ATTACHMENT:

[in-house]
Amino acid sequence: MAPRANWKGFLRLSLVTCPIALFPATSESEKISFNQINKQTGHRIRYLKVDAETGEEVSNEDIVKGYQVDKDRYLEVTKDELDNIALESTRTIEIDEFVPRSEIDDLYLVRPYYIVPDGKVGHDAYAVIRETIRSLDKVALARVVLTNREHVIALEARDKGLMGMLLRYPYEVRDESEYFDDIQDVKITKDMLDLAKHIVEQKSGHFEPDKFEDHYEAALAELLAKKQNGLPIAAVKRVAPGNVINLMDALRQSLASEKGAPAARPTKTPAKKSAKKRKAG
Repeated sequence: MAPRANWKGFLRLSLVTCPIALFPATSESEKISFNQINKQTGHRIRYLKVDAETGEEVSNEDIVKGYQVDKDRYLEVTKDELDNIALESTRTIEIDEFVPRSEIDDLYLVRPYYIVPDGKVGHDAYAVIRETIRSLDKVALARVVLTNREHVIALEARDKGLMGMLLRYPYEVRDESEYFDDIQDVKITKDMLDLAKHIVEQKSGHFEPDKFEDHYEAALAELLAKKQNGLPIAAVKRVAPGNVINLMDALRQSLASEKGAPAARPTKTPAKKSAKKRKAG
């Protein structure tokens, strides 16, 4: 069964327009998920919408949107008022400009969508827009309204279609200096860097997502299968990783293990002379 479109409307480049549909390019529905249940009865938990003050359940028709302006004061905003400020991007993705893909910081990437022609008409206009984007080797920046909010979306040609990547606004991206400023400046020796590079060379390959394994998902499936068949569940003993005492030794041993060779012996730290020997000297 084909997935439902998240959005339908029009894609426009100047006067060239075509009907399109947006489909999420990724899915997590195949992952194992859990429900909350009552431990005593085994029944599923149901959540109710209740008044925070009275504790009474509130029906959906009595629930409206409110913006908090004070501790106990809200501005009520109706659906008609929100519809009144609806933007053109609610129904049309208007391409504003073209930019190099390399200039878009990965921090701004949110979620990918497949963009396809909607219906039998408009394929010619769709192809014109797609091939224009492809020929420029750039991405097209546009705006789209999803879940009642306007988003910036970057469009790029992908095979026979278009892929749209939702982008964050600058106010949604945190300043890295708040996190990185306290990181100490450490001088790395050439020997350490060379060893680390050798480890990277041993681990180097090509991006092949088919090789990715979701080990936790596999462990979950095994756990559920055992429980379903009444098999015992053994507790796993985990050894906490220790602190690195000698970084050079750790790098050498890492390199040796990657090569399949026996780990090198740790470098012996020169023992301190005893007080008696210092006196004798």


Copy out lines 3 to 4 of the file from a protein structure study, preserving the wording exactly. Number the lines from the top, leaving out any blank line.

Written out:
Repeated sequence: MAPRANWKGFLRLSLVTCPIALFPATSESEKISFNQINKQTGHRIRYLKVDAETGEEVSNEDIVKGYQVDKDRYLEVTKDELDNIALESTRTIEIDEFVPRSEIDDLYLVRPYYIVPDGKVGHDAYAVIRETIRSLDKVALARVVLTNREHVIALEARDKGLMGMLLRYPYEVRDESEYFDDIQDVKITKDMLDLAKHIVEQKSGHFEPDKFEDHYEAALAELLAKKQNGLPIAAVKRVAPGNVINLMDALRQSLASEKGAPAARPTKTPAKKSAKKRKAG
């Protein structure tokens, strides 16, 4: 069964327009998920919408949107008022400009969508827009309204279609200096860097997502299968990783293990002379 479109409307480049549909390019529905249940009865938990003050359940028709302006004061905003400020991007993705893909910081990437022609008409206009984007080797920046909010979306040609990547606004991206400023400046020796590079060379390959394994998902499936068949569940003993005492030794041993060779012996730290020997000297 084909997935439902998240959005339908029009894609426009100047006067060239075509009907399109947006489909999420990724899915997590195949992952194992859990429900909350009552431990005593085994029944599923149901959540109710209740008044925070009275504790009474509130029906959906009595629930409206409110913006908090004070501790106990809200501005009520109706659906008609929100519809009144609806933007053109609610129904049309208007391409504003073209930019190099390399200039878009990965921090701004949110979620990918497949963009396809909607219906039998408009394929010619769709192809014109797609091939224009492809020929420029750039991405097209546009705006789209999803879940009642306007988003910036970057469009790029992908095979026979278009892929749209939702982008964050600058106010949604945190300043890295708040996190990185306290990181100490450490001088790395050439020997350490060379060893680390050798480890990277041993681990180097090509991006092949088919090789990715979701080990936790596999462990979950095994756990559920055992429980379903009444098999015992053994507790796993985990050894906490220790602190690195000698970084050079750790790098050498890492390199040796990657090569399949026996780990090198740790470098012996020169023992301190005893007080008696210092006196004798």